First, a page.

Integration improves performance and cost

Sept. 1, 1995
With an eye on the optical networks of the future, the research concern France Telecom (Paris) has oriented its optoelectronic-components research and development toward integration of multiple functions on a single substrate. Anticipating the evolving needs of telecommunications networks, the Centre National d`Etudes des Telecommunications Paris (CNET) is also investigating deployment of monolithically integrated devices into network subsystems, such as switching and mixing in the network nodes

Integration improves performance and cost

Roland Roux

With an eye on the optical networks of the future, the research concern France Telecom (Paris) has oriented its optoelectronic-components research and development toward integration of multiple functions on a single substrate. Anticipating the evolving needs of telecommunications networks, the Centre National d`Etudes des Telecommunications Paris (CNET) is also investigating deployment of monolithically integrated devices into network subsystems, such as switching and mixing in the network nodes. In so doing, the organization expects to significantly reduce fiberoptic network distribution costs and to improve transmission performance.

Among the new components developed by CNET is a fast multiple-quantum-well (MQW) electroabsorption modulator with integrated semiconductor laser. The device was one of several optoelectronic components shown by CNET at the recent Intertronic show (June 12-16, at the Parc Des Expositions de Paris Nord Villepinte). External modulation of the semiconductor laser provides a very large modulation bandwidth and eliminates wavelength variations normally induced by direct modulation of a semiconductor laser. This device is based on the Stark effect, by which the optical absorption of a material can be influenced by an applied electric field (see Laser Focus World, June 1995, p. 84), and has been successfully tested at data rates of 20 Gbit/s over a 108-km experimental link without amplification.

In the overmodulation regime, the device produces ultrashort soliton-type pulses that are able to propagate themselves over about 1 million km without deformation. A 38-GH¥optical signal has been generated, which confirms the potential of the device for use in radiocommunication networks.

Monolithic integration of the single-frequency laser and fast electroabsorption MQW modulator is made possible by a new approach to the technology. The same active layer (InGaAsP/ InGaAsP) is used for both devices in constrained multiple quantum wells. The modulator and 1.55-µm output laser source combine the advantages of external laser modulation with the high output power of distributed-feedback (DFB) lasers. The device is rated for high transmission rates (10 Gbit/s) over long-distance fiberoptic networks and also enables soliton propagation and high multiwavelength transmission rates (see figure).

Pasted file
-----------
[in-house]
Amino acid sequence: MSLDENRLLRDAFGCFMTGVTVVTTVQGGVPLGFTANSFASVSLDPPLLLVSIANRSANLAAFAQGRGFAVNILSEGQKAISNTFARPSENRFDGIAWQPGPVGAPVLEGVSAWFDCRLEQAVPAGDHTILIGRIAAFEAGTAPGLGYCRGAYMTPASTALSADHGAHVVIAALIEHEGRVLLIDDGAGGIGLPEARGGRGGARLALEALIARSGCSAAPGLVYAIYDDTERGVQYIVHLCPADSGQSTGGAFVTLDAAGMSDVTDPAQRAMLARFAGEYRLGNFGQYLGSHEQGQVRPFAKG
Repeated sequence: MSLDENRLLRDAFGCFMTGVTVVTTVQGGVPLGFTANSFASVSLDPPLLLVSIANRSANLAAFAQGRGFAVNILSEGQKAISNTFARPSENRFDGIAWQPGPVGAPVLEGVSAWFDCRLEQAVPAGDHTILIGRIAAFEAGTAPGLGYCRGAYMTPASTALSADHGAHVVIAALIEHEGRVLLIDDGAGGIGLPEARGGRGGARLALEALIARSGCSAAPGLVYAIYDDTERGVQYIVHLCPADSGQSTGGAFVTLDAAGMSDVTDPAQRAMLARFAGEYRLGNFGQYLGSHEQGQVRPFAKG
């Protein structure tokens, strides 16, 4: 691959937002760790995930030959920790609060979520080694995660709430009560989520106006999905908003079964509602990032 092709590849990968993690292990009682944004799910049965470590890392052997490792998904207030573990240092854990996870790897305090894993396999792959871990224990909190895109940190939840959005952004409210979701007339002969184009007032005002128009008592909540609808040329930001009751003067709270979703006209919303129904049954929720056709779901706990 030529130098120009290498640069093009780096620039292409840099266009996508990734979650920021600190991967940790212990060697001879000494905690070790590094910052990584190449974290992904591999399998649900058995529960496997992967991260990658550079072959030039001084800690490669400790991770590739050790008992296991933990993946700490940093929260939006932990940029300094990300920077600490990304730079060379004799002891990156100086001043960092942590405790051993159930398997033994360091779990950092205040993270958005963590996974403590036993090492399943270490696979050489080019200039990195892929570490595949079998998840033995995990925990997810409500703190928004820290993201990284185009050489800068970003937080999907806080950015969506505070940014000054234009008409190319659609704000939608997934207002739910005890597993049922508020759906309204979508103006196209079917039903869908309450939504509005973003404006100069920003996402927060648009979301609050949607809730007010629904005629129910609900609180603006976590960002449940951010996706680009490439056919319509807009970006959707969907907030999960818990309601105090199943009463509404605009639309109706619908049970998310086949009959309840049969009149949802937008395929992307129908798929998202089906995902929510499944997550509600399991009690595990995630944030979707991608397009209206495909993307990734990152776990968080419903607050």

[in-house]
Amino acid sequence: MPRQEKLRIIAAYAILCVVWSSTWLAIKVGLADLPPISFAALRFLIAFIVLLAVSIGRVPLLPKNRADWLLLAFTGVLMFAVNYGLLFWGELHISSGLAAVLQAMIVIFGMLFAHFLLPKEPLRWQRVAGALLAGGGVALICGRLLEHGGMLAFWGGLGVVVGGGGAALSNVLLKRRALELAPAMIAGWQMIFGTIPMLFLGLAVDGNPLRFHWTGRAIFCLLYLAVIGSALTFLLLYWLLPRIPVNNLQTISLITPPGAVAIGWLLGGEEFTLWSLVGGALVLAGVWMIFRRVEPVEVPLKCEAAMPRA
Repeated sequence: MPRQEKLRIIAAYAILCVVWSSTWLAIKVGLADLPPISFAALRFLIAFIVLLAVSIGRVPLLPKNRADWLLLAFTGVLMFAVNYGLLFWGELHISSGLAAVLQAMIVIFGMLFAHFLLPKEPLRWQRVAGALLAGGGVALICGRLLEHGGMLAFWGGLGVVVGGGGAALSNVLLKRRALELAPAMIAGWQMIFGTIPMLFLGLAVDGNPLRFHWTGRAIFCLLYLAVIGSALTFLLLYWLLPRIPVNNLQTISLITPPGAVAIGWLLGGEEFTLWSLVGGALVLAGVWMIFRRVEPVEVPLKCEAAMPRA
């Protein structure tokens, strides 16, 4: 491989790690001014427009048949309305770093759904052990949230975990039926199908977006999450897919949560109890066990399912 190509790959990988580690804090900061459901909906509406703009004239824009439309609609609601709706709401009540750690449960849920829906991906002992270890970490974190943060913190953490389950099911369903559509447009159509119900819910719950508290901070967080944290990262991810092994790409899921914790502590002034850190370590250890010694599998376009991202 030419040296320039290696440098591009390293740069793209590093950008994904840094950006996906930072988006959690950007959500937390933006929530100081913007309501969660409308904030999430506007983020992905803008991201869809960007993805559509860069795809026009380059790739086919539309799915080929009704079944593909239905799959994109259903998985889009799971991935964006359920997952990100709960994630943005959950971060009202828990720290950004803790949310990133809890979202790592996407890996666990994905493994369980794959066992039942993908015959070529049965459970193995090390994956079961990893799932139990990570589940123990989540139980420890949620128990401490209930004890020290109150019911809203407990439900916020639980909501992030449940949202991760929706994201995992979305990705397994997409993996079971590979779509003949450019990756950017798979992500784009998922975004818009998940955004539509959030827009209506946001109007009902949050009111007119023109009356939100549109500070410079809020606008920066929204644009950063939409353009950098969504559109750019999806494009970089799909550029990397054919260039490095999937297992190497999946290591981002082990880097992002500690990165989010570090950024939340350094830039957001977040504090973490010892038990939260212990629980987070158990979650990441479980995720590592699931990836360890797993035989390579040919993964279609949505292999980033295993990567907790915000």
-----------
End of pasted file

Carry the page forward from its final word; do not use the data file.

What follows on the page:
To meet the needs of both local networks and future subscriber distribution networks, other low-cost optoelectronic components must be developed. Optoelectronic integration with new materials has been developed such that an organic polymer optical waveguide can be fabricated on the same substrate as a semiconductor laser. A buried-ridge striped-laser structure integrated with a polymer-based waveguide, for example, can result in a coupling loss of less than 1 dB.

For wavelength multiplexing and switching, multiple-wavelength laser sources are key components. Two types of single-frequency laser sources have been developed by CNET: the DFB laser and the distributed-Bragg-reflector (DBR) laser. Fabricated onto arrays, these lasers emit several wavelengths simultaneously, leading to more compact, stable systems. These sources have been developed for integration in a coupler to simultaneously provide all the required wavelengths. An array of six DFB lasers with buried-ridge structures has been successfully made with a spacing of 2.16 ۪.2 nm between each emitted wavelength.

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